An International Tax Resistance News Round-Up

An international tax resistance news round-up:


  • The Diputació de Barcelona, which governs the largest province in Catalonia, voted to stop paying value-added and income taxes to the Spanish federal government, instead forwarding the money to the Catalan Tax Agency. The left-wing separatist party Candidatura d’Unitat Popular proposed the measure, which managed to also win support of the center-left Entesa bloc. The Catalan Tax Agency currently forwards such taxes to the Spanish government, so the practical effect of this is currently minimal, but it sets the stage for an eventual Catalan independence bid in which its government will stop relinquishing such funds.
  • Meanwhile the Spanish Constitutional Court declared Catalonia’s attempts to strengthen the independence of its own tax agency “unconstitutional and nullified.”


Temps passé: les plus utiles étoien foulés aux pieds: Comme ils S’entendent (Tailles, impôts, et Corvées)

a nobleman and a priest crush the working man with taxes (here is another version of the same idea)

a bas les impiots

“Down With Taxes” with the taxes depicted as a hydra with greedy goose heads

 faut espérer q’eu s jeu la finira ben tôt: un païsant portant un prélat, et un noble: allusion aux impôts dont le poids retombait en entier sur le peuple: M.M. les eclesiastiques et les nobles non seulement ne payoient rien, mais encore obtenoient des graces, des pensions qui épuisoient l’Etat et le malheureux cultivateur pouvoit a peine fournir à sa subsistance

a noble and a priest ride on a peasant’s back, caricaturing those taxes from which the nobility and priesthood were exempt


  • Six Δεν Πληρώνω (“won’t pay”) activists who engaged in a protest against transit fare increases in Thessaloniki in were given suspended sentences.
  • The Λαϊκής Στάσης Πληρωμών (“people stop paying”) movement continues its campaign of disrupting auctions of seized property.


  • In many parts of Honduras, crime syndicates / protogovernments rule the streets, often extorting more money from their subjects than does the internationally-recognized Honduran government. Some people resist these taxes, known locally as “impuesto de guerra” or “war tax,” but the consequences of refusal can be, and frequently are, deadly. The latest victims included eight bus company employees in Choloma, who were gunned down in broad daylight, a block away from a police station and by attackers in police uniforms, in retaliation against drivers who did not pay the tax. In bus drivers there took collective action, going on strike to demand better security.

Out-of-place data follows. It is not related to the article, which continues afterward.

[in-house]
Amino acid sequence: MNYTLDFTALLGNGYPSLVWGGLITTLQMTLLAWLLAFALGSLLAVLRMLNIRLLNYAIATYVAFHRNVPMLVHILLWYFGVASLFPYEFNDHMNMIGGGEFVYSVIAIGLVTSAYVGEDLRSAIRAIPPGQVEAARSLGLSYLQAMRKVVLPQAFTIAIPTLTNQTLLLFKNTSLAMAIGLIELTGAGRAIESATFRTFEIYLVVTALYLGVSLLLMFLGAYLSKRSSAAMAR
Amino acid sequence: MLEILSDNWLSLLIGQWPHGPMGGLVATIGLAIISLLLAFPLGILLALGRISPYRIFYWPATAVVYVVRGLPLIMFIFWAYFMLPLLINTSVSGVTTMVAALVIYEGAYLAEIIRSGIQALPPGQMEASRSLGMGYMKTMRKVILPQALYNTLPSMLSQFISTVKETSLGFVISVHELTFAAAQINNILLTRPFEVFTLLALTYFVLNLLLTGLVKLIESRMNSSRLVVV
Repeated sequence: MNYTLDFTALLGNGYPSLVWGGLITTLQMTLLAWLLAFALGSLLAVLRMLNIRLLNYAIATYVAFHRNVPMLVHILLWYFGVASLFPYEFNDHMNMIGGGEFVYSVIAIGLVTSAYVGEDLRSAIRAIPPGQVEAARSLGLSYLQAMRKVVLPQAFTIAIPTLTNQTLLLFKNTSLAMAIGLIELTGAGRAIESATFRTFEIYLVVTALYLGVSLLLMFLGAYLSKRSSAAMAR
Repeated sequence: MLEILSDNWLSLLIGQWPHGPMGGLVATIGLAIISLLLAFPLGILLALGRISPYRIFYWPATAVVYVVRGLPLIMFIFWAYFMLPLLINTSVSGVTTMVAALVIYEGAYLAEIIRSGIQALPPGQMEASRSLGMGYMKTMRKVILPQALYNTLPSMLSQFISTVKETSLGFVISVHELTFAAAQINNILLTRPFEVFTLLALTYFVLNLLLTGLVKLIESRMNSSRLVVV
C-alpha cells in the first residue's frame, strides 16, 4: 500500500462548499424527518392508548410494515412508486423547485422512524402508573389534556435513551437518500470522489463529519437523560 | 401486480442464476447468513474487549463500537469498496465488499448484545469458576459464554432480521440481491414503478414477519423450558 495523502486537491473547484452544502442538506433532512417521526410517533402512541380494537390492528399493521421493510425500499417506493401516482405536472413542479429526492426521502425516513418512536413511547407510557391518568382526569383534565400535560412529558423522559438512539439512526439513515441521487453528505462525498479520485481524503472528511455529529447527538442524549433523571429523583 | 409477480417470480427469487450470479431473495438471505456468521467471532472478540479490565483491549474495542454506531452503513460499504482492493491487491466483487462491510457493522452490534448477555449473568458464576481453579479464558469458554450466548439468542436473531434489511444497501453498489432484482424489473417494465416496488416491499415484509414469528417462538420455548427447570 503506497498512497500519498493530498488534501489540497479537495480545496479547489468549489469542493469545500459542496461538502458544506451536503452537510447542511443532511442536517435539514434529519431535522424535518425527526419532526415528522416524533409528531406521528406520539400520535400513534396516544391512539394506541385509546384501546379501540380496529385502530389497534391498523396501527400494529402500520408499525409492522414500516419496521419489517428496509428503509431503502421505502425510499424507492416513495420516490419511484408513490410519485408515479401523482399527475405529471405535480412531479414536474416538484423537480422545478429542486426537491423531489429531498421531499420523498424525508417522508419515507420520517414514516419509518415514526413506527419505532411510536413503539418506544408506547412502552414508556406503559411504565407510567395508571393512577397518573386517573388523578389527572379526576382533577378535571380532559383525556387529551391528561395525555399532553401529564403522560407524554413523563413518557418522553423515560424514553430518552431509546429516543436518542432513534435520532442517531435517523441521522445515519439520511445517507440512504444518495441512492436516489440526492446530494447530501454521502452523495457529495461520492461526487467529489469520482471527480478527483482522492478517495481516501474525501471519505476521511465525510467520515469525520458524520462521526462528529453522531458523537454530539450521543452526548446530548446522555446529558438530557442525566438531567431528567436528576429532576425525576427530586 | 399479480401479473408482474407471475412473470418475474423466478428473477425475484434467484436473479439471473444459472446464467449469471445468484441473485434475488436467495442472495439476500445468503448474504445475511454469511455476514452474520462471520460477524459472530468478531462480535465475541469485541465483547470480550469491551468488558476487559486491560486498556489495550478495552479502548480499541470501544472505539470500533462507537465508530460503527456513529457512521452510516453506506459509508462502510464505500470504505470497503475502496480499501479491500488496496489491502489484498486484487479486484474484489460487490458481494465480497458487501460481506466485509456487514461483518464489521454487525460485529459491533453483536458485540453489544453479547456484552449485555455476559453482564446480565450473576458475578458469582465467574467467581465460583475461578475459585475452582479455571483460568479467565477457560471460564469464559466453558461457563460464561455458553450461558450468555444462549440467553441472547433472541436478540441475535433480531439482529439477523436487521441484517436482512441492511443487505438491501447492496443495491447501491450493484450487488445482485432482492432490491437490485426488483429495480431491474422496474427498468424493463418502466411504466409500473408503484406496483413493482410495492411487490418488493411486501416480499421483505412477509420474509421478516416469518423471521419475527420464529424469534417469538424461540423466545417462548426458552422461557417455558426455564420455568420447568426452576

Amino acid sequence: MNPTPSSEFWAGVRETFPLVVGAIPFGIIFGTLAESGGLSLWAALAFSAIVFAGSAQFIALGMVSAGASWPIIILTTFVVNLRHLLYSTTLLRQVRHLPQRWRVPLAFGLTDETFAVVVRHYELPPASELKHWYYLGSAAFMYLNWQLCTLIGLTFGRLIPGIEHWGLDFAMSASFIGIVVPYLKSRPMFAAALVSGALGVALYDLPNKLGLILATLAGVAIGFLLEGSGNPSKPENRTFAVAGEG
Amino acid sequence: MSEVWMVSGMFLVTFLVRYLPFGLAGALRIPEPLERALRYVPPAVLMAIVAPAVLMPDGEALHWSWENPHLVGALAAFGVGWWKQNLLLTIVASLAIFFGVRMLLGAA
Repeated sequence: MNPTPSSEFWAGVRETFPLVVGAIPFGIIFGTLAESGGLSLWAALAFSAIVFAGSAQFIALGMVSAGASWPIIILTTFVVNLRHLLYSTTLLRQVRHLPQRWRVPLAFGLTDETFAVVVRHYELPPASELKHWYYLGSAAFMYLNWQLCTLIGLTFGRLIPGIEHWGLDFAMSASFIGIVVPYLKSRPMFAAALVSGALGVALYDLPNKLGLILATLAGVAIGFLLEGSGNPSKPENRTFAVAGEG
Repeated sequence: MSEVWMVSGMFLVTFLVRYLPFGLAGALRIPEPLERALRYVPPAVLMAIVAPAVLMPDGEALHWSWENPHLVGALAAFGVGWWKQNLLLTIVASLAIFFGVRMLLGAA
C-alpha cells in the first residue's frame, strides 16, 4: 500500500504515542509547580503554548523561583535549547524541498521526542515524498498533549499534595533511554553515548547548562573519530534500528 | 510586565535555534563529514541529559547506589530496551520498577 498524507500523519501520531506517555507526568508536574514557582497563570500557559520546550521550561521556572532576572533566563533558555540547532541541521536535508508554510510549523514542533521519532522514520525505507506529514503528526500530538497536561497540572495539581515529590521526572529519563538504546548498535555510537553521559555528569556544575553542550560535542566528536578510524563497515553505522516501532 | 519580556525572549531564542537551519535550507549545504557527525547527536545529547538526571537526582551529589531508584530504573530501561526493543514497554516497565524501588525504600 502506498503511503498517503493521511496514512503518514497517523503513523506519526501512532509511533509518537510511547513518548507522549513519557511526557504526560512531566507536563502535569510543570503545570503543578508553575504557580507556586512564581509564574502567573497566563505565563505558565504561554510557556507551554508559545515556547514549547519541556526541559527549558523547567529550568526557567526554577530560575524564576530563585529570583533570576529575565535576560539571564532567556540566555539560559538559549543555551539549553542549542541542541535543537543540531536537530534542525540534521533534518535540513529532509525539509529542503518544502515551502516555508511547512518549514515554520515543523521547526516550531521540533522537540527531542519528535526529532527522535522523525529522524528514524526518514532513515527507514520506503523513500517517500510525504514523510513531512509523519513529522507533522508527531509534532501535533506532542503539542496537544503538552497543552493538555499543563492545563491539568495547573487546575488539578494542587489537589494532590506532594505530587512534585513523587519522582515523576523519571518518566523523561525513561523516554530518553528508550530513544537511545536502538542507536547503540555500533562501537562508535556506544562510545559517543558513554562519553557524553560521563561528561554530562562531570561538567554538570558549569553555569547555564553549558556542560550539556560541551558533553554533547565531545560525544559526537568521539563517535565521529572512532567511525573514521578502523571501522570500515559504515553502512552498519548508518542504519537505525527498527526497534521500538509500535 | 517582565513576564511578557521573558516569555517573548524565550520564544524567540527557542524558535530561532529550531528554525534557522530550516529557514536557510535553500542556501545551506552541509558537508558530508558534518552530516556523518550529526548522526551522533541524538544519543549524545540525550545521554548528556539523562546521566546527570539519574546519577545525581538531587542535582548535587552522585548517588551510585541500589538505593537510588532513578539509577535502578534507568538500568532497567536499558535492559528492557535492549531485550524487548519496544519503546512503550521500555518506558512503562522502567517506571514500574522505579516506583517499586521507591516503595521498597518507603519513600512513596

• The Spanish war tax resistance movement has recently released its tallies of war tax resistance and redirection for this tax season. According to the group, some €92,514 was resisted by the 647 people whom they were able to find in their census. The complete report breaks this down by region and municipality and lists the 162 destinations to which these resisted taxes were redirected.



  • Robert McGee, whose scholarship on the attitudes of people concerning tax evasion and resistance in different cultures has been a topic here before, has published a new paper, this one on The Ethics of Tax Evasion in Islam. In contrast to his more typical work, this one is more speculative than empirical, and summarizes the opinions of Muslim authorities about the proper limits of the government’s authority to tax, and of the subject’s obligation to submit to such taxation.